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CORPORATE

Gunnebo under pressure from steel prices and dollar

Security company Gunnebo’s figures for 2004 came out at the lower end of market expectations. The profit for 2004 amounted to 225 million crowns. The weak dollar and high steel prices pulled down the result, as did structuring charges taken in the fourth quarter.

Carnegie profits from stock market boom

Carnegie’s result was boosted by a strong stock market last autumn. Its share price rose by 9 per cent when its fourth quarter profit of 188 million crowns was announced.

SAS company in dock

Jet Blue, an American airline, has accused SAS’s Finnish subsidiary, Blue 1, of violating its brand name rights. Blue 1’s logotype and blue colour look like copies of Jet Blue’s. Blue 1 changed it name from Air Botnia about a year ago.

Gothia Towers rises above the crowd

The Gothia Towers Hotel in Gothenburg, which is owned by the Swedish Trade Fair Foundation, increased its occupancy ratio to 64 per cent last on a market that fell by two points to 63 per cent. It accounted for 11.5 per cent of all room-nights in Gothenburg last year.

New reversal for Axfood

PrisXtra has changed food supplier away from Axfood’s Dagab to Bergendahlsgruppen. Vivo Stockholm also switched from Dagab to Bergendahls last autumn.

Sources: Dagens Nyheter, Svenska Dagbladet, Dagens Industri

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CHINA

Corporate deals set to take off in Sweden in 2011: report

Sweden is one of the hottest markets in the Nordic region for corporate mergers and acquisitions, according to a new report.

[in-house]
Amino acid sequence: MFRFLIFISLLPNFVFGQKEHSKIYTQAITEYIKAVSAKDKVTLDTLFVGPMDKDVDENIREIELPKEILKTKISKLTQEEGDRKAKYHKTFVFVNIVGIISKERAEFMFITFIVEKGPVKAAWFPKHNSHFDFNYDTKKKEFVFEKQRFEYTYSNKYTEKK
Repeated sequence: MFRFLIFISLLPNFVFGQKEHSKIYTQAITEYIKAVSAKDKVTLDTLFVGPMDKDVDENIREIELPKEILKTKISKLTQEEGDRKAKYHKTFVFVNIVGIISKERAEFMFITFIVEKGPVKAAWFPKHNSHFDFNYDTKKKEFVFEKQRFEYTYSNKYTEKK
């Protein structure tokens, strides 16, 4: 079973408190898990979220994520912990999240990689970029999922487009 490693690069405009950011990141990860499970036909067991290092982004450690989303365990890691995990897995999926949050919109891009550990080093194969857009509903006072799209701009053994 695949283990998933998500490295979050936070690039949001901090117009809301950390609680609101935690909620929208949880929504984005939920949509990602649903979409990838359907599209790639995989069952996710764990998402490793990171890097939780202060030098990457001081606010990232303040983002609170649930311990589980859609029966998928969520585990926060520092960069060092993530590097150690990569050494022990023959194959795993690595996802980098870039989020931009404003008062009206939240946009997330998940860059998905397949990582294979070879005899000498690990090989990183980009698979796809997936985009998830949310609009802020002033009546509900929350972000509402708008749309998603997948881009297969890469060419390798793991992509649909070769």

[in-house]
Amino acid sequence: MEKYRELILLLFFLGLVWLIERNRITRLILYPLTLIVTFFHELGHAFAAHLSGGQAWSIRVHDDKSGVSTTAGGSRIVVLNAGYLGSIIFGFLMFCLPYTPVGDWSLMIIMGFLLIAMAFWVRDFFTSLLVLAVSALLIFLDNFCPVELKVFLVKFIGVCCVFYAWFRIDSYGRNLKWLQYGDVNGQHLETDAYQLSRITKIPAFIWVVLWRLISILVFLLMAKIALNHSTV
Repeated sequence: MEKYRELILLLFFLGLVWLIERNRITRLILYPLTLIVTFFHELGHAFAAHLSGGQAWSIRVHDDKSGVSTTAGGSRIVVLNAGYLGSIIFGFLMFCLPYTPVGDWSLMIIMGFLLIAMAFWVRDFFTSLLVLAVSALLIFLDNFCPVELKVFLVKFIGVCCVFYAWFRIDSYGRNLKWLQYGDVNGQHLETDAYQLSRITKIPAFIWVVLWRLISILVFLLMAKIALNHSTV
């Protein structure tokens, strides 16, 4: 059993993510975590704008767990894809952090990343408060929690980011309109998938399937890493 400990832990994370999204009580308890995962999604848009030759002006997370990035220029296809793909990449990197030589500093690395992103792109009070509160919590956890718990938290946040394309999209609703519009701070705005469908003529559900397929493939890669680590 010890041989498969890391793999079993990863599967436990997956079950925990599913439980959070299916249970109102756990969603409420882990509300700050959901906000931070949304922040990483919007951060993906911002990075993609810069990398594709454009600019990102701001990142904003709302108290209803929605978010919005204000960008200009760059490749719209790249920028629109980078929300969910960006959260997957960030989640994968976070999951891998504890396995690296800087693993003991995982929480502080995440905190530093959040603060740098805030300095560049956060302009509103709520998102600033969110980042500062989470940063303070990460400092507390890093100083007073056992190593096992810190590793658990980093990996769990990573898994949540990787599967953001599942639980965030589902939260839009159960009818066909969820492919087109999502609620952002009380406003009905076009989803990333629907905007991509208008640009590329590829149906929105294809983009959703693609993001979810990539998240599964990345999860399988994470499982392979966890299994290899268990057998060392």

Eight out of ten managers at large Nordic companies surveyed by business consultancy KPMG expected the M&A market in Sweden to grow in 2011.

Corporate deal growth in Sweden’s neighbours Denmark, Norway, and Finland, meanwhile, was only predicted by about 60 percent of the survey’s respondents.

The results of the survey are published as part of an annual review of M&A activity published by KPMG entitled Competing for growth 2011.

“We see that both venture capital firms and industrial firms are well positioned for even more business in 2011,” Christopher Fägerskiöld, head of M&A advising for KPMG Sweden, said in a statement.

According to Fägerskiöld, venture capital firms have had a difficult time selling their holdings during the financial crisis, leading to a pent up need to sell.

“At the same time, they need to show they can make acquisitions, not least those who plan on taking in money for new funds,” he said.

Last year, there were 158 deals in which companies from outside the Nordics bought a Nordic company, an increase of 48 percent.

“The most notable example was that Volvo Cars was sold to Chinese Geely,” said Fägerskiöld.

“It’s the first time that a privately owned Chinese company has bought a large and well-known western European company. It may very well pave the way for similar acquisitions.”

Respondents to the survey singled out China as the non-Nordic country that will likely carry out the most deals in the Nordic region in 2011, followed by Germany and the United States.

“We see a large interest from Swedish industrial companies to strengthen their position in Asia by acquisitions or cooperation with local companies,” said Fägerskiöld.

Many companies feel pressure to act so that the competition doesn’t get to China first.”

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